(The Canter Square) – How much taxpayers have paid out in fraudulent unemployment claims during the pandemic still isn’t known as Gov. J.B. Pritkzer says the state is working to find that out.
Republicans are demanding answers. They also worry if enhanced unemployment benefits don’t end soon as other states have planned, that could lead businesses to go to other states to find workers.
The Illinois Department of Employment Security didn’t respond when asked how much unemployment has been paid out so far. In December, it was more than $19 billion. How much of that is fraud? Gov. J.B. Pritzker Wednesday still couldn’t say.
“Remember the complexity of it is that we have federal authorities working with us to identify the fraudulent activity,” Pritzker said. “So it’s not all like as obvious as you would think that it is.”
Republicans said they’ve asked questions about the fraud and can’t get answers either.
State Rep. Joe Sosnowski, R-Rockford, said all the state needs to do is generate a report based on known calls of reported fraud and the known dollar amounts paid out on those claims.
“It may not be 100% accurate, but it can certainly give a justifiable range, very easy to do,” Sosnowski said. “They’re either hiding something, or they just refuse to release the information and I don’t know why. It doesn’t make any sense at all.”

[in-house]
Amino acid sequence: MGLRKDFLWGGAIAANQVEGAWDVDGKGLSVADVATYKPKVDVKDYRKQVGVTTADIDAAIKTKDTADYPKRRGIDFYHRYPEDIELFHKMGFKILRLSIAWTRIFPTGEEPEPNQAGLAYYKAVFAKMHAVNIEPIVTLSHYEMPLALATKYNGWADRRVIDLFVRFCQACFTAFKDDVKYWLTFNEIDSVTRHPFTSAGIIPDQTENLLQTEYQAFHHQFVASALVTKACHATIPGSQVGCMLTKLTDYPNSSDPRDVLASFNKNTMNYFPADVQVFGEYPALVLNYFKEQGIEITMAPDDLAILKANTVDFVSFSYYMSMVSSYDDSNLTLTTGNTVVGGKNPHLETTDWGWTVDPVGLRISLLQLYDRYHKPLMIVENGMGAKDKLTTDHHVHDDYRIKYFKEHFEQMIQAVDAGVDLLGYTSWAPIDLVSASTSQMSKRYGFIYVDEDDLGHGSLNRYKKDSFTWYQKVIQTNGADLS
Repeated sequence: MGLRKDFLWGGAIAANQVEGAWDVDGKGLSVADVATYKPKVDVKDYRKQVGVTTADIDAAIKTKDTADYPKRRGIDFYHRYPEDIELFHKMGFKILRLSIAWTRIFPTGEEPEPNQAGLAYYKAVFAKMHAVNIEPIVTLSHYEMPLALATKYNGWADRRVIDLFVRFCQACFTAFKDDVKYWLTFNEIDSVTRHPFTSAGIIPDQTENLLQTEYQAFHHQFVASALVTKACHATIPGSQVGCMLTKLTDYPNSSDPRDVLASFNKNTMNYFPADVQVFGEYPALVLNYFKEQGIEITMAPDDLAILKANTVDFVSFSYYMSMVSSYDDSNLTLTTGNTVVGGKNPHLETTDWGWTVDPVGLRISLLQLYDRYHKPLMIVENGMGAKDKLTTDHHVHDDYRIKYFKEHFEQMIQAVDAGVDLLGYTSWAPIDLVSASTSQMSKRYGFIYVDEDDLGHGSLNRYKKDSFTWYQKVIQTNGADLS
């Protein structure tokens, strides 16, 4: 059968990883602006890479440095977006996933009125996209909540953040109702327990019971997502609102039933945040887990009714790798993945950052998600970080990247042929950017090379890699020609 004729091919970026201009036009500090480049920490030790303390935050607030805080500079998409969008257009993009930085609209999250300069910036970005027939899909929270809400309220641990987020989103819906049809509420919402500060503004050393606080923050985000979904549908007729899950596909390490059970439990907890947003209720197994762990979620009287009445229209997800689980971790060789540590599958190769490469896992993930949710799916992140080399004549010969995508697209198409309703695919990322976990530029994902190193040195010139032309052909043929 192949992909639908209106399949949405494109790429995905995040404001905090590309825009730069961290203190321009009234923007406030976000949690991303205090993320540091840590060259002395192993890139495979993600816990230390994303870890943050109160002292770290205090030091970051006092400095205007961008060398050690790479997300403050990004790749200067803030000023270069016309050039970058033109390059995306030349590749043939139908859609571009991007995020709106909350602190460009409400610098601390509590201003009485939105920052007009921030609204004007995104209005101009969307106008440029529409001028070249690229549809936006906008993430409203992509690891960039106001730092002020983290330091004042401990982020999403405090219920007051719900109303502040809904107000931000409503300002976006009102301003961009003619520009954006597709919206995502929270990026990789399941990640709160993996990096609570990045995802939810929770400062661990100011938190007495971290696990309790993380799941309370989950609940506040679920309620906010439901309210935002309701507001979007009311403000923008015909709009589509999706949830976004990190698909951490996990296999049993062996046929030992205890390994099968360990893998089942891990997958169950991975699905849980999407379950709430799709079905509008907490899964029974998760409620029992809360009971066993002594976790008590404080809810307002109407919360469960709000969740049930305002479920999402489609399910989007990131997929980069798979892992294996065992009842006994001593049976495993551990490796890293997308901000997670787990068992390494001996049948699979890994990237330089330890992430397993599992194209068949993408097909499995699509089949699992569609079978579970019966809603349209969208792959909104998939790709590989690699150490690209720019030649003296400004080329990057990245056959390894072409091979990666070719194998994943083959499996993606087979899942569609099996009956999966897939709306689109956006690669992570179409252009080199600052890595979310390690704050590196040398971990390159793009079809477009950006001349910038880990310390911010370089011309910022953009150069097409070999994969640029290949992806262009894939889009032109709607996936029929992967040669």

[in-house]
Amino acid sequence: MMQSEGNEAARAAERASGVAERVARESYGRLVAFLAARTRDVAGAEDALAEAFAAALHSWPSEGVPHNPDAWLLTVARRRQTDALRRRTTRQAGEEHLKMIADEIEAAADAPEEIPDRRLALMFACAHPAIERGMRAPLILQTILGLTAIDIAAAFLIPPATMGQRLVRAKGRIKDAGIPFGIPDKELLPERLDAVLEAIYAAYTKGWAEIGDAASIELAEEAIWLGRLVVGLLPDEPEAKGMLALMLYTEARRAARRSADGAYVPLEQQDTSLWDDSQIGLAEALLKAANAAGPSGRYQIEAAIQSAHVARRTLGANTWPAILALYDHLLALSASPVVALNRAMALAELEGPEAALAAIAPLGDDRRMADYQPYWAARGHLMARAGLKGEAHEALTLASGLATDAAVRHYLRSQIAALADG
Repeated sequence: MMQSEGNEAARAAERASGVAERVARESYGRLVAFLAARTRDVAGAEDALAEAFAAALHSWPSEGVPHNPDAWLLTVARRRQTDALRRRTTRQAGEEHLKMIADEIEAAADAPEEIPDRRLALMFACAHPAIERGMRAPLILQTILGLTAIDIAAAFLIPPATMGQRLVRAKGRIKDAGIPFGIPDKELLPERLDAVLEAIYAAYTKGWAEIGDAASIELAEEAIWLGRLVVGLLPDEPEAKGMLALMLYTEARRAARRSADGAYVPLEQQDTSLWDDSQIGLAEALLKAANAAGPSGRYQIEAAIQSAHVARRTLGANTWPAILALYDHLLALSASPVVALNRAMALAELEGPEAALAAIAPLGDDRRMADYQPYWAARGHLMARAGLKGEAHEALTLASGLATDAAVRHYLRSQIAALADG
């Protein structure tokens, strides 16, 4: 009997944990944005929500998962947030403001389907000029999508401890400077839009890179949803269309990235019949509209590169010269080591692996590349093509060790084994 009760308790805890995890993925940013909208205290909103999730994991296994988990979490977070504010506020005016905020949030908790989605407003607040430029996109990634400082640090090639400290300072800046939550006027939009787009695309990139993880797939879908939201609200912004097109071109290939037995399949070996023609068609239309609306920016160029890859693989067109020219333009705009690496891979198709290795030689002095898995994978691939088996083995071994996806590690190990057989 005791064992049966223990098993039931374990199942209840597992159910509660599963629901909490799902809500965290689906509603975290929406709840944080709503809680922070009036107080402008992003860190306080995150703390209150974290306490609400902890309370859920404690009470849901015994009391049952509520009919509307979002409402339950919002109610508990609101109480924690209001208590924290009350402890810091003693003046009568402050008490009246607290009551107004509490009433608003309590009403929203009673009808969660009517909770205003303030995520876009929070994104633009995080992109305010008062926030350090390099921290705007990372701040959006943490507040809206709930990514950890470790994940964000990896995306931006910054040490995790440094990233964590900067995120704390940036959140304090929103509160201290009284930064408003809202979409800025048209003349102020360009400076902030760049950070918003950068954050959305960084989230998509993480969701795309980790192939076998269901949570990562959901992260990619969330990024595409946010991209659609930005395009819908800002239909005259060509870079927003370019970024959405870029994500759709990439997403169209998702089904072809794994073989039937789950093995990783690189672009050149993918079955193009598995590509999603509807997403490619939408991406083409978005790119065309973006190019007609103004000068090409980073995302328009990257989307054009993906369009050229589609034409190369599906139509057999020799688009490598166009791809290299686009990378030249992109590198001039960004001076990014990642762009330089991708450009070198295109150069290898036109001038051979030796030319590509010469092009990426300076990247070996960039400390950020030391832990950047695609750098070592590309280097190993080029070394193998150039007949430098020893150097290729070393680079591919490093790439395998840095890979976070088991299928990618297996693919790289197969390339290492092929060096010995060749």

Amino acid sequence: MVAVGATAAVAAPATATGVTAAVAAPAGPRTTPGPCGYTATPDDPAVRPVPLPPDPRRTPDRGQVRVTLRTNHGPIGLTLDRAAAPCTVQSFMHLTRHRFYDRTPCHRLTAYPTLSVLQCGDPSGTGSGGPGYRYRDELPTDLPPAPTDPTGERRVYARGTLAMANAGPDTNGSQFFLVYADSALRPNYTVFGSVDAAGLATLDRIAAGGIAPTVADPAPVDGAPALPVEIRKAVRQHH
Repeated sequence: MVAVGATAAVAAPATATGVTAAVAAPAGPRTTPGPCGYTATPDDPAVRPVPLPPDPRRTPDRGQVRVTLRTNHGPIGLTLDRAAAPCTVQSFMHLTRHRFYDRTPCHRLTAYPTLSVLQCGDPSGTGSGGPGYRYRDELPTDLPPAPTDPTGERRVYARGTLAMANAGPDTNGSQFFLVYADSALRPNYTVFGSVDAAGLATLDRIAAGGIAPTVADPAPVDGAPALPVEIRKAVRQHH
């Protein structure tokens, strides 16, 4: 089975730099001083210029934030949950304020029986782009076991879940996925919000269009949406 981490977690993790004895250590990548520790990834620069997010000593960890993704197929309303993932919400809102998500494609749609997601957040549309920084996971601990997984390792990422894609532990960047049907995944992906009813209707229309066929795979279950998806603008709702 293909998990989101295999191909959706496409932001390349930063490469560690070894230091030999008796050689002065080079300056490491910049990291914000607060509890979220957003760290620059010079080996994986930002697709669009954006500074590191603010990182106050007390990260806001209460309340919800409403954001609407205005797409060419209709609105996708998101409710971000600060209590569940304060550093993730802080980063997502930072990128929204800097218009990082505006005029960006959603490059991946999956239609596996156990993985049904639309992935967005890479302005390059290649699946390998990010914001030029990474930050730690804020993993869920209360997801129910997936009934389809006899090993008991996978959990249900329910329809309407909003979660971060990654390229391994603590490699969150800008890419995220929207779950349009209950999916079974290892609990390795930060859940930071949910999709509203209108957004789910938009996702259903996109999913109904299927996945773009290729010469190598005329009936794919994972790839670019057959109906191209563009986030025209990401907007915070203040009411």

Republicans continue to demand Illinois Department of Employment Services offices open back for public appointments. IDES offices have been closed for more than a year with no hard date set for reopening. Pritzker has only said they would open back up sometime this summer.
Earlier this week, Pritzker repeated that he is not looking to “pull the rug out from people” when it comes to unemployment benefits and ending the $300-a-week federal supplement.
“The reality is there are many people who have children at home that they still need to take care of because of the circumstances of the pandemic that’s put them into,” Pritzkers said.
State Rep. Dan Ugaste, R-St. Charles, suggested offering up child care incentives to assist people to get back to work.
“Let’s get our businesses reopened and provide assistance for childcare instead of assistance for them to stay home,” Ugaste said.
State Rep. Martin McLaughlin, R-Barrington Hills, also said the state needs to end enhanced payments that when combined with other benefits equates to nearly $20 an hour for not working.
“If we don’t have a workforce that is going to get out and provide what’s necessary, we will not get investment in Illinois,” McLaughlin said. “So the competition of government against the wages in the private work sector, to me, it’s really a problem.”
Republicans are also asking the governor to end his waiver that people don’t need to seek a job to get unemployment benefits.
About 1,000 fewer Illinoisans filed for unemployment last week than the week before, but there were still more than 17,200 initial claims filed, well above pre-pandemic numbers.